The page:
At this time, the best documented occurrences of unfossilized polystrate trees are found within historic and late Holocene volcanic deposits of Mount St. Helens, Skamania County, Washington, and Mount Pinatubo, Philippines. At Mount St. Helens, both unfossilized and partially fossilized polystrate trees were observed in many outcrops of volcanic debris and mud flows (lahars) and pyroclastic flow deposits, which date from 1885 to over 30,000 BP., along the South Toutle and other rivers. Late Holocene forests of polystrate trees have also been observed as occurring within the volcanic deposits of other Cascade Range volcanoes. In a few years after the eruption of Mount Pinatubo in 1991, the erosion of loose pyroclastic deposits covering its slopes created a series of volcanic lahars, which ultimately buried large parts of the countryside along major streams draining these slopes beneath several meters of volcanic sediments. The repeated deposition of sediments by volcanic lahars and sediment filled rivers not only created innumerable polystrate trees, but also “polystrate” telephone poles, churches, and houses, over a period a few years. The volcanic deposits enclosing these modern polystrate trees are often virtually identical in their sedimentary structures, external and internal layering, texture, buried soils, and other general character to the volcanic deposits containing the Yellowstone buried forests. As in case of modern forests buried by lahars, the individual buried forests of the Yellowstone Petrified Forest and the layers containing them are very limited in their areal extent.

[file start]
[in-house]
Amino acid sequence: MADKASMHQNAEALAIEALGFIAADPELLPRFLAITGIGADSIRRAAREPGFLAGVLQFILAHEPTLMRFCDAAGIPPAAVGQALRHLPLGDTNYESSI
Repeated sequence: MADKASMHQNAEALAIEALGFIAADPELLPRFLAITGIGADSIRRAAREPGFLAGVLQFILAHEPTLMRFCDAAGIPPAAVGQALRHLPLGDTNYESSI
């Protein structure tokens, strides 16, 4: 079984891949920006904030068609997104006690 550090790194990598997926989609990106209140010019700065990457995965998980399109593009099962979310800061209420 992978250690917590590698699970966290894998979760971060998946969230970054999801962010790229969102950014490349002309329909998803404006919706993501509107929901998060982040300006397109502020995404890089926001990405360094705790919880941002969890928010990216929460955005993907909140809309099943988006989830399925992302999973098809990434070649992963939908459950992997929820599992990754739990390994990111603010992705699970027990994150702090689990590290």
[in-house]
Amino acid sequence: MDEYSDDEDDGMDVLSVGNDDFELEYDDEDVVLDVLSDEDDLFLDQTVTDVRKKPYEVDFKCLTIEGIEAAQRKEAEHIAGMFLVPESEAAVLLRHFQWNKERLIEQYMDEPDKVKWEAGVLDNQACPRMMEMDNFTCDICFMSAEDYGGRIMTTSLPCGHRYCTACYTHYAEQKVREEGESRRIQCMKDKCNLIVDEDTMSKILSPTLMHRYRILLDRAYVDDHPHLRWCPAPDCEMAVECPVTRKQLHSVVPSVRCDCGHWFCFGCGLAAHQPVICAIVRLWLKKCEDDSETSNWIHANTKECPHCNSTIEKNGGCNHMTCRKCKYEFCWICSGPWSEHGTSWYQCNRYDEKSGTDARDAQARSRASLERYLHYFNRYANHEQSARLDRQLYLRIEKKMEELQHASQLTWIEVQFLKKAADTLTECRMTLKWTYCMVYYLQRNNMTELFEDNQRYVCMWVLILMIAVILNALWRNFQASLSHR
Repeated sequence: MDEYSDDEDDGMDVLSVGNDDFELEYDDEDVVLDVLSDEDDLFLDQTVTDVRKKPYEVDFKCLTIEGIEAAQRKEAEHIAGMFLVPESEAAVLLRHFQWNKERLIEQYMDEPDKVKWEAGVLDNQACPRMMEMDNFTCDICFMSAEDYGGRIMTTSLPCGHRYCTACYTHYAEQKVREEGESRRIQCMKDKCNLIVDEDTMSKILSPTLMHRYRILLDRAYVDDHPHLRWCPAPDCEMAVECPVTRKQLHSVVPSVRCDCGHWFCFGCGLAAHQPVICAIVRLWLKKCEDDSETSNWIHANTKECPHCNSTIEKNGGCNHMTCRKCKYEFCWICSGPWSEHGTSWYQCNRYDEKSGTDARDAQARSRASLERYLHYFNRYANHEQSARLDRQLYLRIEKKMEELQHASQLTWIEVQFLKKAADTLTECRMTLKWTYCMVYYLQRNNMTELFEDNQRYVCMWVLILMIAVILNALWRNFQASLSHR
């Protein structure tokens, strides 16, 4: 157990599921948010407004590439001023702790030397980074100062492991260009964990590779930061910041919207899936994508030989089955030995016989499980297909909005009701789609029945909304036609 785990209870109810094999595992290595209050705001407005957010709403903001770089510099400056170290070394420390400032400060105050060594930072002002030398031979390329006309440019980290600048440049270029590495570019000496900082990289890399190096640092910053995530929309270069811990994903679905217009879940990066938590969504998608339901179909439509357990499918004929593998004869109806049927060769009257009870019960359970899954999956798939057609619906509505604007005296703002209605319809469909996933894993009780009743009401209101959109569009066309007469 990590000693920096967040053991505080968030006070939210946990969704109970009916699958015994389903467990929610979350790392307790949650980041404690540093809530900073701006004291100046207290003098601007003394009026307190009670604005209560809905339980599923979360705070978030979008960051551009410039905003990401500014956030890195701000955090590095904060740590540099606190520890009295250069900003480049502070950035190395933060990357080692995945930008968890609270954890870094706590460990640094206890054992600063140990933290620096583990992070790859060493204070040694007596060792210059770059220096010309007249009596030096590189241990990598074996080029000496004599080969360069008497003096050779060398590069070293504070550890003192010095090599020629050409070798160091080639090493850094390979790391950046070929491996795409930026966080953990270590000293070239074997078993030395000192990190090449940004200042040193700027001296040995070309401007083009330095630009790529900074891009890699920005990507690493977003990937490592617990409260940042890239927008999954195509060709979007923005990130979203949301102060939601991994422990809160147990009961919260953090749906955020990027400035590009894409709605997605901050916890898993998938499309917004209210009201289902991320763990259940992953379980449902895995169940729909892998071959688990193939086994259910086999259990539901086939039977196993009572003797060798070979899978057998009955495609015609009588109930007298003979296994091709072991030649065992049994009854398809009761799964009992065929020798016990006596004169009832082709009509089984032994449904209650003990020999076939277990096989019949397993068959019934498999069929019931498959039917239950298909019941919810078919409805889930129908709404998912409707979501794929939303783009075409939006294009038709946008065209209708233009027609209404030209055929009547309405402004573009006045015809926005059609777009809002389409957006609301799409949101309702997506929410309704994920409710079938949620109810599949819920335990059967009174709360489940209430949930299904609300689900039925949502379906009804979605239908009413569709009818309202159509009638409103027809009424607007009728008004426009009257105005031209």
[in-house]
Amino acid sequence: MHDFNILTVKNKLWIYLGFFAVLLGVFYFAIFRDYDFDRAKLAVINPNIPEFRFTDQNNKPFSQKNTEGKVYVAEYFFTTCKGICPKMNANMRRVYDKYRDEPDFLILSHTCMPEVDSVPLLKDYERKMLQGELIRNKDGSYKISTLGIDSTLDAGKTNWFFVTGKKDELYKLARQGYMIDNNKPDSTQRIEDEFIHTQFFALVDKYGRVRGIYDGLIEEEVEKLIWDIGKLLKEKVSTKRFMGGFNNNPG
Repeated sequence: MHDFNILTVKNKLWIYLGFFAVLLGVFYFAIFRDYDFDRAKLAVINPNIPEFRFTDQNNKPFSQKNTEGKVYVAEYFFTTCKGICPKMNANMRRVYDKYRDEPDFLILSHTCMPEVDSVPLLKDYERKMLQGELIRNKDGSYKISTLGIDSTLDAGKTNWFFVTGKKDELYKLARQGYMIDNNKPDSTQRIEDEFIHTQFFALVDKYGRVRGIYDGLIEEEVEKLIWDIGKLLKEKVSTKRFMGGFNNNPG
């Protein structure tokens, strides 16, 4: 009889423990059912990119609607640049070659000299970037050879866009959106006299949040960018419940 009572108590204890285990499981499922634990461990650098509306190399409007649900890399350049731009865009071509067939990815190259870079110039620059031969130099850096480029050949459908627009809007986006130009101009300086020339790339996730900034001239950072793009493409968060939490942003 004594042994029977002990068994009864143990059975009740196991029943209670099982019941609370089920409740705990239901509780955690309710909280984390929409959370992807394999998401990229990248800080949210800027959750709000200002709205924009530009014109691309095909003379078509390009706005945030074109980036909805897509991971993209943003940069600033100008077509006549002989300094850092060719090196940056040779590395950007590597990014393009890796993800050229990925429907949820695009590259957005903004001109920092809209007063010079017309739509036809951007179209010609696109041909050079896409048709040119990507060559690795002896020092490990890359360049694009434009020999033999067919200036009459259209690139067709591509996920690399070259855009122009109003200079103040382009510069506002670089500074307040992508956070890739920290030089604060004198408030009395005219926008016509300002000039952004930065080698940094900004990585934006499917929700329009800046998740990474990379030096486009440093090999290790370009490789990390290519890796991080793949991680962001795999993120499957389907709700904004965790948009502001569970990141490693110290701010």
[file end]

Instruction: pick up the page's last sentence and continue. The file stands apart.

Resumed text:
Within excavations for Interstate Highway 10, borrow pits, landfills, and archaeological surveys, unfossilized polystrate trees have also been found buried within late Holocene, even historic, fluvial and deltaic sediments underlying the surface of the Mississippi River Delta and the Atchafalaya Basin of Louisiana. In one case, borrow pits dug in the natural levees of Bayou Teche near Patterson, Louisiana, have exposed completely buried, 4 to 6-foot (1.2 to 1.8 meters) high, upright trunks of cypress trees. Northeast of Donaldsonville, Louisiana, a borrow pit excavated for fill used to maintain nearby artificial levees, exposed three levels of rooted upright tree trunks stacked on top of each other lying completely buried beneath the surface of Point Houmas, a patch of floodplain lying within a meander loop of the current course of the Mississippi River. While searching for buried archaeological sites, archaeologists excavated a 12 ft (3.6 meter) high upright rooted cypress tree completely buried within a natural levee of the Atchafalaya River within the Indian Bayou Wildlife Management Area just south of Krotz Springs, Louisiana. Radiocarbon dates and historic documents collected for this archaeological survey, during which this and other polystrate trees were found, of the Indian Bayou Wildlife Management Area demonstrated that these polystrate trees were buried sometime during the 1800s during the initial diversion of Mississippi River's flow into the Atchafalaya River.